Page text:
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Japan leverages fair for improved ties with Nigeria

The Japan External Trade Organisation (JETRO) has expressed optimism about Nigeria's investment climate amid the harsh operating conditions for businesses in the country.

[files] Japan’s flag flutters REUTERS/Thomas Peter

The Japan External Trade Organisation (JETRO) has expressed optimism about Nigeria’s investment climate amid the harsh operating conditions for businesses in the country.

The Trade Commissioner and Managing Director, JETRO Lagos, Taninami Takuma, explained that Nigeria is a big market to ignore, maintaining that more Japanese companies are looking forward to investing in the country.

Takuma stated this on the sidelines of the Lagos International Trade Fair opening ceremony at the weekend.

He, however, tasked the federal government to urgently address the nation’s infrastructure challenges, while also calling on the need to make foreign exchange accessible for the business community.

He said Nigeria is not an easy market because of the lack of infrastructure and insecurity in the country which he said is increasing the cost of doing business in the country.

“The situation is getting better and we know Nigeria is not a market you can ignore. There are lots of market opportunities in the country because of its huge population. This is one of our missions to promote Japanese businesses in the country,” he said.

“JETRO is well known as the governing body of Japan to promote trade and investment between Japan and the rest of the world. JETRO Lagos was established in 1955 and for more than 6 decades, we are trying to support various kinds of business between Nigeria and Japan.

According to him, the business relationship between Nigeria and Japan, in 2021 witnessed export from Nigeria to Japan hit 760 million dollars, while imports from Japan to Nigeria stood at 287million dollars.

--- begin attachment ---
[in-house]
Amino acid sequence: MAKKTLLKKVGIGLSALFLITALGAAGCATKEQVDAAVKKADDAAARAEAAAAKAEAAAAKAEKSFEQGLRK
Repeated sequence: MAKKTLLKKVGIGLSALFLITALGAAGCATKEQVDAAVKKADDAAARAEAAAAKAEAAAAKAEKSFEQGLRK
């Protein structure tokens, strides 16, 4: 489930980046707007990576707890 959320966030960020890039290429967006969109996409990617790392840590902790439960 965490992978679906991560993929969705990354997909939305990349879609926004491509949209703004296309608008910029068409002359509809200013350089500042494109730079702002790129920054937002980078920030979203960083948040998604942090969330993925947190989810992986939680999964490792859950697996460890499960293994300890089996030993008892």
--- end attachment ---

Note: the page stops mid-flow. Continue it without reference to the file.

He pointed out that the major commodity of export from Nigeria to Japan is Liquefied Natural Gas (LNG), which represents about 70 per cent of all exports.

He added that the number of Japanese companies in Nigeria is increasing, saying that the number of Japanese companies has increased from 21 to 45 businesses in 2022.

“It is notable that we recently have several VC funds and startups which are operated by Japanese persons in Nigeria. Nowadays arising innovative startups in Nigeria attract more Japanese business persons to invest and they are getting involved in this sector. Not only for VC funds, but trading houses and manufacturers are seeking opportunities to collaborate with Nigerian startups,” he stated.

He added: “However if we consider Japan as the third biggest economy in the world, current business relationships between Nigeria and Japan are still not enough. This refrains the fact that huge Nigerian market is yet to be known well by Japanese and Japanese companies.’’

One of our missions is to promote trade and investment. This is the reason why we have been exhibiting at Lagos International Trade Fair from 2015 to 2019 and after the COVID-19 crisis, we are now finally back to TBS.”

He said this year’s trade Fair will see 19 Japanese companies exhibit their brands to the Nigerian market, saying the products would contribute to the further development of the Nigerian economy.

“This time, on Saturdays and Sundays, we are holding the stage events here. Some of the exhibitors are on the stage to promote their brands through presentations and demonstrations. I am sure that these events help visitors to understand exhibiting brands and products more,” he said.